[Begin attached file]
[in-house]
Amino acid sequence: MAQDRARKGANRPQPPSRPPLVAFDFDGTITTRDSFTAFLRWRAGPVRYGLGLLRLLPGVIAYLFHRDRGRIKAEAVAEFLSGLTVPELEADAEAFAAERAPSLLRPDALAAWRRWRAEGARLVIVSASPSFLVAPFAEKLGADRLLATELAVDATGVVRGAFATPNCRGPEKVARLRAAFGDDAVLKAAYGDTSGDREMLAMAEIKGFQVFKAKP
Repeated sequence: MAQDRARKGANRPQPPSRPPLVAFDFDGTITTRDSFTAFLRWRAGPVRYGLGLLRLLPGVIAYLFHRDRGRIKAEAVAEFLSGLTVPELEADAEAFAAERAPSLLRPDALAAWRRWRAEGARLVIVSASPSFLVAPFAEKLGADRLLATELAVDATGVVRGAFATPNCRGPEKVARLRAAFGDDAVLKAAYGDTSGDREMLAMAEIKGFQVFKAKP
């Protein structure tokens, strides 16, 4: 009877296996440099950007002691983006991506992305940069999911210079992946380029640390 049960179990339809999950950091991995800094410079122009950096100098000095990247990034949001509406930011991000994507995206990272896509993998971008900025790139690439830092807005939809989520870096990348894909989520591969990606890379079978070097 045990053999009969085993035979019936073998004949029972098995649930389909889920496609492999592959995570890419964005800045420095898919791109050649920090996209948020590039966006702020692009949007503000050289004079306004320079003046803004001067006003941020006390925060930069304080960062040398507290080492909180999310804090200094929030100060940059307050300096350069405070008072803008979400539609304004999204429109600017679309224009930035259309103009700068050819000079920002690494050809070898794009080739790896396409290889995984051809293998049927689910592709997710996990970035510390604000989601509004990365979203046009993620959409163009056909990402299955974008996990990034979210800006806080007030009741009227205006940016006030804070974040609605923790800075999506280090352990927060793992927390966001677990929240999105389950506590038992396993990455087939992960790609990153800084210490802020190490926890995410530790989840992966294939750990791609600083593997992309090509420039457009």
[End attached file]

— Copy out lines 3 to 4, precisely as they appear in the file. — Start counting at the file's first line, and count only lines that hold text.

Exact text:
Repeated sequence: MAQDRARKGANRPQPPSRPPLVAFDFDGTITTRDSFTAFLRWRAGPVRYGLGLLRLLPGVIAYLFHRDRGRIKAEAVAEFLSGLTVPELEADAEAFAAERAPSLLRPDALAAWRRWRAEGARLVIVSASPSFLVAPFAEKLGADRLLATELAVDATGVVRGAFATPNCRGPEKVARLRAAFGDDAVLKAAYGDTSGDREMLAMAEIKGFQVFKAKP
């Protein structure tokens, strides 16, 4: 009877296996440099950007002691983006991506992305940069999911210079992946380029640390 049960179990339809999950950091991995800094410079122009950096100098000095990247990034949001509406930011991000994507995206990272896509993998971008900025790139690439830092807005939809989520870096990348894909989520591969990606890379079978070097 045990053999009969085993035979019936073998004949029972098995649930389909889920496609492999592959995570890419964005800045420095898919791109050649920090996209948020590039966006702020692009949007503000050289004079306004320079003046803004001067006003941020006390925060930069304080960062040398507290080492909180999310804090200094929030100060940059307050300096350069405070008072803008979400539609304004999204429109600017679309224009930035259309103009700068050819000079920002690494050809070898794009080739790896396409290889995984051809293998049927689910592709997710996990970035510390604000989601509004990365979203046009993620959409163009056909990402299955974008996990990034979210800006806080007030009741009227205006940016006030804070974040609605923790800075999506280090352990927060793992927390966001677990929240999105389950506590038992396993990455087939992960790609990153800084210490802020190490926890995410530790989840992966294939750990791609600083593997992309090509420039457009």